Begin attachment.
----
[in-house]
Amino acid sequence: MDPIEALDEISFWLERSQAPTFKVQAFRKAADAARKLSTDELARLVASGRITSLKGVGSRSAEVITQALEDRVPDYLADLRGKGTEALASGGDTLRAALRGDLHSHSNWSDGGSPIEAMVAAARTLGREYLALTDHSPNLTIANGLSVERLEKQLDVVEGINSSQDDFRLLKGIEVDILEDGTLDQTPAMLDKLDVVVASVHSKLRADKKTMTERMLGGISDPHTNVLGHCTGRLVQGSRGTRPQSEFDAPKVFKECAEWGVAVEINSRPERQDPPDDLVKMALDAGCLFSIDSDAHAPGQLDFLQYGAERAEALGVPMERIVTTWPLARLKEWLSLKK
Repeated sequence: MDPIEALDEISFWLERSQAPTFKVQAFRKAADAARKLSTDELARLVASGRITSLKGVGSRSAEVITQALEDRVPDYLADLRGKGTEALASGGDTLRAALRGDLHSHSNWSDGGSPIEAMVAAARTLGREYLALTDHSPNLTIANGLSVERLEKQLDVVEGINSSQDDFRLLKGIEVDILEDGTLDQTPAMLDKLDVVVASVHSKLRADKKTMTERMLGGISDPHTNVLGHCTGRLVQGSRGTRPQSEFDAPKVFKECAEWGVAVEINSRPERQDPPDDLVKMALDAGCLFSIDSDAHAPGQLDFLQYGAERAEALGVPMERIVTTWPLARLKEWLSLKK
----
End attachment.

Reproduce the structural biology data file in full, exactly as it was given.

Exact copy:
[in-house]
Amino acid sequence: MDPIEALDEISFWLERSQAPTFKVQAFRKAADAARKLSTDELARLVASGRITSLKGVGSRSAEVITQALEDRVPDYLADLRGKGTEALASGGDTLRAALRGDLHSHSNWSDGGSPIEAMVAAARTLGREYLALTDHSPNLTIANGLSVERLEKQLDVVEGINSSQDDFRLLKGIEVDILEDGTLDQTPAMLDKLDVVVASVHSKLRADKKTMTERMLGGISDPHTNVLGHCTGRLVQGSRGTRPQSEFDAPKVFKECAEWGVAVEINSRPERQDPPDDLVKMALDAGCLFSIDSDAHAPGQLDFLQYGAERAEALGVPMERIVTTWPLARLKEWLSLKK
Repeated sequence: MDPIEALDEISFWLERSQAPTFKVQAFRKAADAARKLSTDELARLVASGRITSLKGVGSRSAEVITQALEDRVPDYLADLRGKGTEALASGGDTLRAALRGDLHSHSNWSDGGSPIEAMVAAARTLGREYLALTDHSPNLTIANGLSVERLEKQLDVVEGINSSQDDFRLLKGIEVDILEDGTLDQTPAMLDKLDVVVASVHSKLRADKKTMTERMLGGISDPHTNVLGHCTGRLVQGSRGTRPQSEFDAPKVFKECAEWGVAVEINSRPERQDPPDDLVKMALDAGCLFSIDSDAHAPGQLDFLQYGAERAEALGVPMERIVTTWPLARLKEWLSLKK